PEOPLE OF THE PHILIPPINES, appellee, vs. CARMELITA ALVAREZ, appellant.
D E C I S I O N
In illegal recruitment, mere failure of the complainant to present written receipts for money paid for acts constituting recruitment activities is not fatal to the prosecution, provided the payment can be proved by clear and convincing testimonies of credible witnesses.
Before us is an appeal from the January 28, 2000 Decision of the Regional Trial Court (RTC) of Quezon City, Branch 93, in Criminal Case No. Q-94-58179. The assailed Decision disposed as follows:
“WHEREFORE, the foregoing premises, the court finds the accused CARMELITA ALVAREZ guilty of Illegal Recruitment ...view middle of the document...
00 to P48,600.00, as placement and processing fees, and x x x which the complainants delivered and paid to herein accused the said amount, without said accused first having secured the necessary license or authority from the Philippine Overseas Employment Administration.”
On arraignment, appellant, assisted by Atty. Donato Mallabo, pleaded not guilty. After trial in due course, the RTC rendered the assailed Decision.
Version of the Prosecution
The evidence for the prosecution is summarized by the Office of the Solicitor General (OSG) as follows:
“Arnel Damian is one of the complainants in the case at bar. He testified that he was introduced to appellant by Reynaldo Abrigo, who was then the boyfriend of Teresita Gonzales (daughter of appellant Carmelita Alvarez) at appellant’s house in 25-B West Santiago St., San Francisco del Monte, Quezon City. During said meeting, appellant convinced complainant that if he could produce [t]wenty-[f]ive [t]housand [p]esos (P25,000.00), he would be deployed to Taiwan as a factory worker and would be receiving a salary of $600.00.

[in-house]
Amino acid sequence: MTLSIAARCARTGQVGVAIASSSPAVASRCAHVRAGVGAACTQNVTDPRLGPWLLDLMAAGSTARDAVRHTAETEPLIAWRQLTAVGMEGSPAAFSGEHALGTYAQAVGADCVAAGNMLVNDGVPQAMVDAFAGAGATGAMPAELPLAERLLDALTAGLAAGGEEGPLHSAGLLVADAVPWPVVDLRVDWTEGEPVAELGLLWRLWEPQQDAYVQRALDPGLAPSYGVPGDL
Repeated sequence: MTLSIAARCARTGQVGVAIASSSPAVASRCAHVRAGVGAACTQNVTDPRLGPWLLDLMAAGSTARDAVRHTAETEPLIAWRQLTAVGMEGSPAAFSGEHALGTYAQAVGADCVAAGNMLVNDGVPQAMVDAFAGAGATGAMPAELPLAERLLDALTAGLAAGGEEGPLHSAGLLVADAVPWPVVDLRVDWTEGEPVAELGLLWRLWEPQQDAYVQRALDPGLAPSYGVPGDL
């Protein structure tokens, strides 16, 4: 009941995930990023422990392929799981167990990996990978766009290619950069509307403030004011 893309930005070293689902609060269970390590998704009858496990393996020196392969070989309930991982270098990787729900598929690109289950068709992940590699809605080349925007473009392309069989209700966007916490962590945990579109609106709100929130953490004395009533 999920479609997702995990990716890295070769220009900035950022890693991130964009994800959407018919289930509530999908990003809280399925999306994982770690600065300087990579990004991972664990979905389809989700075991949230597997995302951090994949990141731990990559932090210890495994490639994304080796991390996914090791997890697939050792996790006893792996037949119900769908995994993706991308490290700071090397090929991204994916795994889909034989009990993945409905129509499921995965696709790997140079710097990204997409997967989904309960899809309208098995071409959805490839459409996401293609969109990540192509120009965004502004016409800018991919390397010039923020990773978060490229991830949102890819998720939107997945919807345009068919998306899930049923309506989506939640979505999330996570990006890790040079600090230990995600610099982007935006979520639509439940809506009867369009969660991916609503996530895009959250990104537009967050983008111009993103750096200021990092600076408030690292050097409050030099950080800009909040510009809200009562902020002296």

“On December 27, 1993, complainant gave appellant [t]welve [t]housand [f]ive [h]undred [p]esos (P12,500) for which he was issued a receipt (Exhibit A) with the words ‘FOR PROCESSING FEE’ written therein by appellant herself. Aside from the processing fee, complainant also gave appellant [t]wo [t]housand [f]ive [h]undred [p]esos ([P]2,500.00) for medical expenses and one thousand five hundred pesos (P1,500.00) for the passport, but was not issued a receipt for said payments.
“According to complainant, while waiting for the results of his medical examination, he received a call informing him that appellant was arrested. Becoming suspicious, complainant then went to the Philippine Overseas and Employment Administration (POEA) to verify whether appellant had a license to recruit. As per Certification issued by the POEA on June 1, 1994, he found out that appellant was not licensed to recruit. Realizing that appellant would never be able to send complainant to Taiwan, he filed a complaint against appellant with the POEA.
“On cross-examination, complainant clarified that Reynaldo Abrigo did not actually introduce him to appellant, but merely gave appellant’s address and telephone number. Thereafter, complainant went to appellant’s house together with Ruben Riola and Michael Lumahan. In addition, complainant stated under cross-examination that appellant told him that according to the medical examination results, complainant was unfit to work. Consequently, he demanded the return of his money but appellant failed to do so.
“Antonio Damian is also one of the complainants in the case at bar. He testified that he is the brother of Arnel Damian and that when his brother failed the medical examination, his brother Arnel immediately demanded from appellant the return of the processing fee. However, appellant could not return the money to him anymore. Instead,...